Ask Yourself These Things Before Hiring a Marketer

You’ve made the decision to contract a marketer for your business. That’s great! Before you meet with your candidates, there are a few things to consider to ensure your interviews go off without a hitch and you find the perfect professional to help you grow your business and your brand. Often times, business owners establish a need for marketing before they determine why they need it. Don’t make that mistake. Read on to find out why, and learn some questions you should consider prior to meeting with marketing professionals.

Think of your business in terms of health. Say you have had knee pain for the past few months and you go to your doctor for an exam. Your doctor will likely ask you if you’ve taken any medications to help your pain, if your pain is chronic, and what your activity levels are like. You likely know the answers to those questions because you’ve thought about them prior to your appointment.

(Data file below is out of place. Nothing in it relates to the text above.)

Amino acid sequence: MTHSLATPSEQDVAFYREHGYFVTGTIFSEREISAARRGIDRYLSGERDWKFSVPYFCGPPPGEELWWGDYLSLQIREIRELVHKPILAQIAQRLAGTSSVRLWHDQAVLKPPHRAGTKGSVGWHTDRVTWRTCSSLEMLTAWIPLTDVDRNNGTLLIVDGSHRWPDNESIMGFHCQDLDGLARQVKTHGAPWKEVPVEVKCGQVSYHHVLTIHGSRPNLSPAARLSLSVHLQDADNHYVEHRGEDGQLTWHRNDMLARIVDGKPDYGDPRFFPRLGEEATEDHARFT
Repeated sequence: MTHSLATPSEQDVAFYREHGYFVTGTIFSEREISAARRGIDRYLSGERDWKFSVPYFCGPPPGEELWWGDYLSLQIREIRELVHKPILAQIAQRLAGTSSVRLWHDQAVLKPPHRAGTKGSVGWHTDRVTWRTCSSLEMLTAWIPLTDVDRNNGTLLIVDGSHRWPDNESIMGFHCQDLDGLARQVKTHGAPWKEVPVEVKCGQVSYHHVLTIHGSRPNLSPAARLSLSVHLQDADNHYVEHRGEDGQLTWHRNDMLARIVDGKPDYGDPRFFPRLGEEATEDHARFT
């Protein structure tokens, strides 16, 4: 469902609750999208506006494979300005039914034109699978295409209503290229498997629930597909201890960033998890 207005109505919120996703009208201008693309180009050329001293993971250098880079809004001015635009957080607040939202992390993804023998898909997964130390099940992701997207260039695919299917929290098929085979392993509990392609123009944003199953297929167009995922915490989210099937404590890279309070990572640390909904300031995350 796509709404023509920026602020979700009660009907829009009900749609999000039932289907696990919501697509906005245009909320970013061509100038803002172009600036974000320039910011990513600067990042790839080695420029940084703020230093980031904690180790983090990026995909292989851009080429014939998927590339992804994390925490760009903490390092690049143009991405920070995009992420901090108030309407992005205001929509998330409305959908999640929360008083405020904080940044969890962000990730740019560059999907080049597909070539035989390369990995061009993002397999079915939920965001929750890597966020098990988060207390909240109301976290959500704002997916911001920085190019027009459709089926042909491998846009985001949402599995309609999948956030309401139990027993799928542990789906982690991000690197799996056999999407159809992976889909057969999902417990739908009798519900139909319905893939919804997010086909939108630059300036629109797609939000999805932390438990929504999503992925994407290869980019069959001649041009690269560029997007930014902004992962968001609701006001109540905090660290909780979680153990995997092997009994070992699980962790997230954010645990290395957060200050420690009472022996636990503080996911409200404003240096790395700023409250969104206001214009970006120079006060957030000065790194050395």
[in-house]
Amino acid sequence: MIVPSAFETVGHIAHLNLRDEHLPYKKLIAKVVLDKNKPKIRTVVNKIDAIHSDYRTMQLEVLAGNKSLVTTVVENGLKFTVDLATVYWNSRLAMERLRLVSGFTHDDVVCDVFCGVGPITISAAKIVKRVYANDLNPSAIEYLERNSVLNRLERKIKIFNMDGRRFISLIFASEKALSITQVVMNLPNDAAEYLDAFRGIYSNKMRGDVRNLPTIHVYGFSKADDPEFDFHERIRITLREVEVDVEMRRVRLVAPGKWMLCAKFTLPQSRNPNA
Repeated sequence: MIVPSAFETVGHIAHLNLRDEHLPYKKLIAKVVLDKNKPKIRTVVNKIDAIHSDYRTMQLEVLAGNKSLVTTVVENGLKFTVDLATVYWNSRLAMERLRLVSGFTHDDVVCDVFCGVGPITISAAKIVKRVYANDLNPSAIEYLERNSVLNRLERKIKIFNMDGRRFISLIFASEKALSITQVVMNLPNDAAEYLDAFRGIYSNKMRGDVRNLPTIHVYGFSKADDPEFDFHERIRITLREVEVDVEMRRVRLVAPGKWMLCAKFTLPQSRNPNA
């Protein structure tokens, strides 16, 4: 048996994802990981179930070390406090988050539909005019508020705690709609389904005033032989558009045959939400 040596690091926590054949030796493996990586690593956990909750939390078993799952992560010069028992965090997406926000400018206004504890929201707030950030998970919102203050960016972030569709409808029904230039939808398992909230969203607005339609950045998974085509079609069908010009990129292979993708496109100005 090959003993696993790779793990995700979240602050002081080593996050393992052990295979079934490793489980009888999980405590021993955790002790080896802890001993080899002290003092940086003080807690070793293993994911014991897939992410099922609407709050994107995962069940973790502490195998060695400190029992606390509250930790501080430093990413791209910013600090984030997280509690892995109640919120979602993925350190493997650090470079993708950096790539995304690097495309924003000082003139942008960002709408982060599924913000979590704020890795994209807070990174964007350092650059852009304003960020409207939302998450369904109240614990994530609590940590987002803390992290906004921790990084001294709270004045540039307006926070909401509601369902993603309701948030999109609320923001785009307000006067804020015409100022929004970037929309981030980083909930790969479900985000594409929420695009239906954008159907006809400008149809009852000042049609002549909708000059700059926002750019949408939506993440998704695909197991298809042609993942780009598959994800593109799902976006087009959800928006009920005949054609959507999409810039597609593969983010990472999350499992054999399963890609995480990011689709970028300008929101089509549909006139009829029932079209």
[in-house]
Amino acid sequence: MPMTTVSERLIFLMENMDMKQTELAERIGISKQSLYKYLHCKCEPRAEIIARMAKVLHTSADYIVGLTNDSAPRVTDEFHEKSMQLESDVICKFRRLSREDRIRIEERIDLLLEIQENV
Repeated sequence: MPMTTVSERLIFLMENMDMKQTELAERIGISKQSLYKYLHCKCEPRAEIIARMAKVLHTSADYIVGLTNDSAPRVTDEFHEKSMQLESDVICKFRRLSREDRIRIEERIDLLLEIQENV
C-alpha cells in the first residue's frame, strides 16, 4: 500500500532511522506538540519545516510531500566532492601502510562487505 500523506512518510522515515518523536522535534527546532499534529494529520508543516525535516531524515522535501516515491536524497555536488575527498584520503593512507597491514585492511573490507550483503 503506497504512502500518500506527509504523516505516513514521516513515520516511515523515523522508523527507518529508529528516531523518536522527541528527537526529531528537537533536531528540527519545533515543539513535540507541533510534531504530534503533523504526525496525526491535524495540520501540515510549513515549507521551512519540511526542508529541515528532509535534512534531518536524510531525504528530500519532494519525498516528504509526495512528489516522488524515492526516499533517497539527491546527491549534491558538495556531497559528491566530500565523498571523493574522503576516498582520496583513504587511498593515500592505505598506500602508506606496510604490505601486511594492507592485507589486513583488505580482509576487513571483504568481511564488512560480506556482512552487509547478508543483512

The same applies to your marketing needs. In order for someone to successfully help you develop your marketing plans, they need to know as much information as possible first. Below I’ve outlined 4 things that you absolutely need to consider before meeting with any marketing professional to discuss your needs.

Have you identified your business’s biggest problem? Have you tried solving it internally?

It’s important to know your company’s pain points prior to interviewing someone to help guide your marketing efforts. Be as detailed as possible when identifying your issues, so that when the time comes, your marketer has all the information necessary to establish a strategy that addresses your problem directly. It’s also helpful for potential marketers to know what you’ve tried before in an effort to fix your problem by yourself.

If you have many problems outlined or are unsure of how to identify your issue, you may benefit more from a consultation than a full time marketer to begin. Get the ball rolling today with your free 60 minute consultation.

Do you have a clear goal for your business in mind?

Let’s just get this out of the way – “make as much money as possible” is not a clear goal. Everyone wants to grow (aka make more money). When establishing a goal ask yourself how much you want to grow, and how quickly you want to get there.